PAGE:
Battlestar Galactica spawned spin-off prequel series Caprica which sadly lasted only one season and doesn’t really fall into the category of space opera. That torch was passed to Stargate Universe which I’ve yet to see, but got cancelled last year anyway. The producers of Battlestar Galactica have recently announced plans for another prequel spin-off in the form of Blood and Chrome which will relate the adventures of young fighter pilot William Adama in the first Cylon war. Whatever the merits of the central idea (we already know how it ends so what’s the point?) we should at least get to see some cool space battles. If it survives the pilot stage, television space opera may have a future, if not, it was a wild ride.

The vision of our space-based future began brightly then darkened as the optimism of the 1960s faded and old certainties were undermined by the end of the cold war and the coming of the war on terror post 9/11. The pessimism of later space operas, and its recent decline as a television genre, can be partly explained by the advance in technology since the first broadcast of Star Trek, heralding undeniably great changes, but also a distinct lack of either global progress or regression for our species. Although warp drives, teleporters and photon torpedoes continue to elude us, modern innovations like mobile telephones, lasers and CAT scanners seem equivalent to the personal communicators, phasers and tricorders employed by Kirk and crew. In an age when technology has seemingly caught up with much of the future promised by space opera in its various forms, audiences may find it hard to accept that technological progress equates to either utopian prosperity or dystopian nightmare. Things change, people stay the same. If the future is now, it’s clearly far from peaceful nor, for much of the world, prosperous. On the other hand, most of us don’t live in a dystopian struggle for daily survival either. There seems little reason to assume the future, even with ever-advancing technology, will be any different. When the self-aware robots turn up though, it may be time to worry.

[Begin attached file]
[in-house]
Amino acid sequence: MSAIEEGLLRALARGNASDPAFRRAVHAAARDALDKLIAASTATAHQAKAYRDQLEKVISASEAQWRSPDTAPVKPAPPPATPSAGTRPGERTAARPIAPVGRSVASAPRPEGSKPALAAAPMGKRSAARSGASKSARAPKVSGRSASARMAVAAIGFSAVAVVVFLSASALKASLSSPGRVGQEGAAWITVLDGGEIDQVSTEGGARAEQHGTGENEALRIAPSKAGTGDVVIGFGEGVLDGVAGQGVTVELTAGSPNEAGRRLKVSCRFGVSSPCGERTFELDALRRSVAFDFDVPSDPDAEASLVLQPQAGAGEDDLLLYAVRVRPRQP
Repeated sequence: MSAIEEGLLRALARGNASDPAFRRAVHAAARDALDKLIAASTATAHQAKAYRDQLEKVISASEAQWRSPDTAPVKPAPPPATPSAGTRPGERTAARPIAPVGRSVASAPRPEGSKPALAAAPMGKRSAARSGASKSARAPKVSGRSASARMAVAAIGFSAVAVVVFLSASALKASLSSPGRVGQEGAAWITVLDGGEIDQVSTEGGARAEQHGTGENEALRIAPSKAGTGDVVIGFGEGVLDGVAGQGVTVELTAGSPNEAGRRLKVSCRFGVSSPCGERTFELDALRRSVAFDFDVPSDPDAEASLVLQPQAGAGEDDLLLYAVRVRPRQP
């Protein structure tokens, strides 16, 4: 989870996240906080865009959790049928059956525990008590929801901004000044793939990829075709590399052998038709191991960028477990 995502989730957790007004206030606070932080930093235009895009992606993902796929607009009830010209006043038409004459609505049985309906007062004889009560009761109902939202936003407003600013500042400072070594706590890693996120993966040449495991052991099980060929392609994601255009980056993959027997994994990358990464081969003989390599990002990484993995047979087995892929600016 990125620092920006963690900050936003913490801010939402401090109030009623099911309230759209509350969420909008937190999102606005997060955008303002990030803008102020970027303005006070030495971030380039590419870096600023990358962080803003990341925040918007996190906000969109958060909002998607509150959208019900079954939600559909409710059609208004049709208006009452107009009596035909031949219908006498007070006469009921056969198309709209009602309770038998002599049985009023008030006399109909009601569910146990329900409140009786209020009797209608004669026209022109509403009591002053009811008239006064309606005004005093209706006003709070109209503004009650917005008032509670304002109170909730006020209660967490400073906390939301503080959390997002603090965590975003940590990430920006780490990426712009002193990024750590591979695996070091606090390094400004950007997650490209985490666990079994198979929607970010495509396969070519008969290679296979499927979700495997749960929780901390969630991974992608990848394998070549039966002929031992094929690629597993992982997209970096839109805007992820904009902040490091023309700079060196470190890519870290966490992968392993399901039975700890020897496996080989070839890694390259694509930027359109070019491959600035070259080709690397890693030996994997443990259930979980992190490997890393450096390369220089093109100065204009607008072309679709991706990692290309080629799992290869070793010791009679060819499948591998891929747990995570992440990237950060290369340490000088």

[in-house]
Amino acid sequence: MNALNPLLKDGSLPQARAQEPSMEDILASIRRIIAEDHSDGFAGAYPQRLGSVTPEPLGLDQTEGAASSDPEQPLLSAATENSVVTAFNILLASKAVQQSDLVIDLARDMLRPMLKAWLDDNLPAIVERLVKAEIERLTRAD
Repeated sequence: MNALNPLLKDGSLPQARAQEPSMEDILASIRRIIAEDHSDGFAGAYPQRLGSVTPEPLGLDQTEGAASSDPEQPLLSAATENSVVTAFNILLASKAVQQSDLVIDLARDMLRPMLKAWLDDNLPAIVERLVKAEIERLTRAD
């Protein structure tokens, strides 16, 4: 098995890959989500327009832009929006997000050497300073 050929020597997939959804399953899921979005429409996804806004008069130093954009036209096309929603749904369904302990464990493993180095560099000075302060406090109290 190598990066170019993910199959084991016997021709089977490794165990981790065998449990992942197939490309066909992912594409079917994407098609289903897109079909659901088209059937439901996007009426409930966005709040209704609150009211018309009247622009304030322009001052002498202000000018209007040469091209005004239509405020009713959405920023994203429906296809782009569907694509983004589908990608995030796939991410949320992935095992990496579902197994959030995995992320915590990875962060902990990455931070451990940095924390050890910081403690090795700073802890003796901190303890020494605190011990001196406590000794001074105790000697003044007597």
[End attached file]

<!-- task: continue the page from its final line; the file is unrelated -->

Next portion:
A History of Television Space Opera, Part 3: Firefly – The End of Utopia

Whilst the final Trek series was still on air the Fox Network commissioned the most dystopian space opera to date: Firefly (USA 2002), created by Joss Whedon, one of a growing number of show-runners who can reasonably claim the title of ‘autuer’, having produced the hugely successful Buffy the Vampire Slayer (USA 1997-2001) and spin-off Angel (USA 1999-2004). Firefly was one of several shows commissioned and then cancelled mid-run by Fox in a sustained bid to find a replacement for the massively successful The X-Files (USA 1993-2002) in the 8pm Friday night slot. Other genre shows Harsh Realm, Brimstone and John Doe had all fallen foul of cancellation in quick succession as Fox executives tried to recapture the elusive formula that made The X-Files such a success.

Like Star Trek, Firefly was conceived as a space western, but whilst the western influence on the adventures of Kirk and co. is vague at best, Firefly’s inspiration is obvious from its credit sequence where the Serenity is shown swooping low over a stampeding herd of mustangs. Stories consistently feature such western conventions as six-shooters, bounty hunters and cattle rustling and characters speak a mixture of colloquial frontier English peppered with Mandarin obscenities.